Sunday, September 01, 2013

The Boring Premium

Todd Mitton and Keith Vorkink from (boring) BYU published Why Do Firms With Diversification Discounts Have Higher Expected Returns? Their answer: no skew. People will pay up for lottery tickets, but if you take those dreams away, it becomes an asset that is neglected. They find diversified firms offers less skew, and diversification discounts are significantly greater when the diversified firm offers less skewness than typical focused firms in similar business segments. They suggest a substantial proportion of the excess returns received on discount firms relative to premium firms can be explained by differences in exposure to skewness.

The implication is clear: people pay a premium for volatile stocks that have stories and potential. Conditional upon playing in a risky game, such as equities, there's not a return premium for risk, there's a premium for boring.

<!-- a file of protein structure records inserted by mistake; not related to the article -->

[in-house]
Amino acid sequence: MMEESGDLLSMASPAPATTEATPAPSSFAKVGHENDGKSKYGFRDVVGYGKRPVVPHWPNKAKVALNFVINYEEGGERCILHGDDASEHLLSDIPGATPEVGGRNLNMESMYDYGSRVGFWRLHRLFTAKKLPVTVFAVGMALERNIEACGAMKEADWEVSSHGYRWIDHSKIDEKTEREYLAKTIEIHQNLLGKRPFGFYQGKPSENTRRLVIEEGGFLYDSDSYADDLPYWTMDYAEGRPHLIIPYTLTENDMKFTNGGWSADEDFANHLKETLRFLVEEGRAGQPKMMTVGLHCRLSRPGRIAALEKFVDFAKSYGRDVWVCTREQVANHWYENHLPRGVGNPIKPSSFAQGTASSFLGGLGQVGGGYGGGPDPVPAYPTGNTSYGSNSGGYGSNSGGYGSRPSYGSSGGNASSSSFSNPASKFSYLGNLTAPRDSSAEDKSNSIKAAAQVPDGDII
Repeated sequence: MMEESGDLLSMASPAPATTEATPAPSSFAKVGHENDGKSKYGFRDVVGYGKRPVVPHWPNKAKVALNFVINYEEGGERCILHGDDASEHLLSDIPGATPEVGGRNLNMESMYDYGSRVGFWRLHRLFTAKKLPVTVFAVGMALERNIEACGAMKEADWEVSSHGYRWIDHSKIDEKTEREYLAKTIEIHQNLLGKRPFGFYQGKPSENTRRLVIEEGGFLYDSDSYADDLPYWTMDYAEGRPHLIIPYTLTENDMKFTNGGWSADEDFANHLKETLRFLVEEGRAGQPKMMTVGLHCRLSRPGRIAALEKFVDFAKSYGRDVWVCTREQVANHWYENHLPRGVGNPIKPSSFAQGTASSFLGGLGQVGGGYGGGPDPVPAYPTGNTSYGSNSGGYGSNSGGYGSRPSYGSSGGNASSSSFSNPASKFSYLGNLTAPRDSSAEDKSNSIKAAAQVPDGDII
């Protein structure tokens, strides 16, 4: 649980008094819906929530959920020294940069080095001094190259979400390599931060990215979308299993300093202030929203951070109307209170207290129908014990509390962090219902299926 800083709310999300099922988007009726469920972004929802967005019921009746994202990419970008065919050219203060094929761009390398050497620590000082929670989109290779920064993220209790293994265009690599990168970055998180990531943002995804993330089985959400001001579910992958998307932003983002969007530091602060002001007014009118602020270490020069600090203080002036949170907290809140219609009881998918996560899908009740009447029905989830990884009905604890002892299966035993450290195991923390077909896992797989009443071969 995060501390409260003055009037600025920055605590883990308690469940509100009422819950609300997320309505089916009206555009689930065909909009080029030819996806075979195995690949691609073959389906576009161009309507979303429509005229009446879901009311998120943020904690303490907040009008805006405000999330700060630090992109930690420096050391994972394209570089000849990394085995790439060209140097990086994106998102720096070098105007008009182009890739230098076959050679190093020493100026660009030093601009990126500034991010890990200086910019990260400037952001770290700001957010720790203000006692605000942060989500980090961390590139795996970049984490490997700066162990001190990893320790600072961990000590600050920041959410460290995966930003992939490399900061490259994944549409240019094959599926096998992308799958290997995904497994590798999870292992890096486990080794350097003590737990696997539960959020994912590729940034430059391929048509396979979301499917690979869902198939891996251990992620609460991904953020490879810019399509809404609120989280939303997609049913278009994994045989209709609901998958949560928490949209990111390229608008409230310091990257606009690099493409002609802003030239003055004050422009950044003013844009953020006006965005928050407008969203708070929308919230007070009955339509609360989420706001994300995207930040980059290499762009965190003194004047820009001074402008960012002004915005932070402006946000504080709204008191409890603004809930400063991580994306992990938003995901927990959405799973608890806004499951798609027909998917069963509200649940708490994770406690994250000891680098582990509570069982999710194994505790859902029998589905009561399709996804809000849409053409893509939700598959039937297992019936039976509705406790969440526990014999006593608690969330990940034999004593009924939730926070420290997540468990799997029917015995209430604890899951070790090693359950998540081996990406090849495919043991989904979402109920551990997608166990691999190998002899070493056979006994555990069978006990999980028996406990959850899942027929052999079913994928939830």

1 comment:

Jeff L said...

Hmm, it's behind a paywall - but this seems to be a weaker explanation than the more obvious one: The discount is there because the market is worried that management doesn't really know what they are doing in each industry, and may be incentivized to grow the size of the company for their benefit at the expense of shareholders. And the market overprices this discount.

And this would be entirely consistent with skewness being related to how diversified the firms actually are.